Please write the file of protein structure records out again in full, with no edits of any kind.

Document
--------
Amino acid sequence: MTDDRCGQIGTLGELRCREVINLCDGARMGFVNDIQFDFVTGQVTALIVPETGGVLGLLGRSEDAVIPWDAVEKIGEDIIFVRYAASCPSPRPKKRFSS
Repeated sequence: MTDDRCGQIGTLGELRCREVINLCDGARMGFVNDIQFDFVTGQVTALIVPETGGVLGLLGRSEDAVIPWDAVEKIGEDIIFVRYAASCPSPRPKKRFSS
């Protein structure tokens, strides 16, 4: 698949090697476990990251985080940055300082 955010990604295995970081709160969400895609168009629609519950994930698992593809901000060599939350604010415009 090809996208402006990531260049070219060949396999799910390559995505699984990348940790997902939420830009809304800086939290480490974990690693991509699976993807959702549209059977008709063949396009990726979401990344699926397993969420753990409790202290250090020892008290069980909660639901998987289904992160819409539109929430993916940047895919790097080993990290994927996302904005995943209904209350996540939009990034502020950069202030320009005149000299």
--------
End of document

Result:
Amino acid sequence: MTDDRCGQIGTLGELRCREVINLCDGARMGFVNDIQFDFVTGQVTALIVPETGGVLGLLGRSEDAVIPWDAVEKIGEDIIFVRYAASCPSPRPKKRFSS
Repeated sequence: MTDDRCGQIGTLGELRCREVINLCDGARMGFVNDIQFDFVTGQVTALIVPETGGVLGLLGRSEDAVIPWDAVEKIGEDIIFVRYAASCPSPRPKKRFSS
């Protein structure tokens, strides 16, 4: 698949090697476990990251985080940055300082 955010990604295995970081709160969400895609168009629609519950994930698992593809901000060599939350604010415009 090809996208402006990531260049070219060949396999799910390559995505699984990348940790997902939420830009809304800086939290480490974990690693991509699976993807959702549209059977008709063949396009990726979401990344699926397993969420753990409790202290250090020892008290069980909660639901998987289904992160819409539109929430993916940047895919790097080993990290994927996302904005995943209904209350996540939009990034502020950069202030320009005149000299």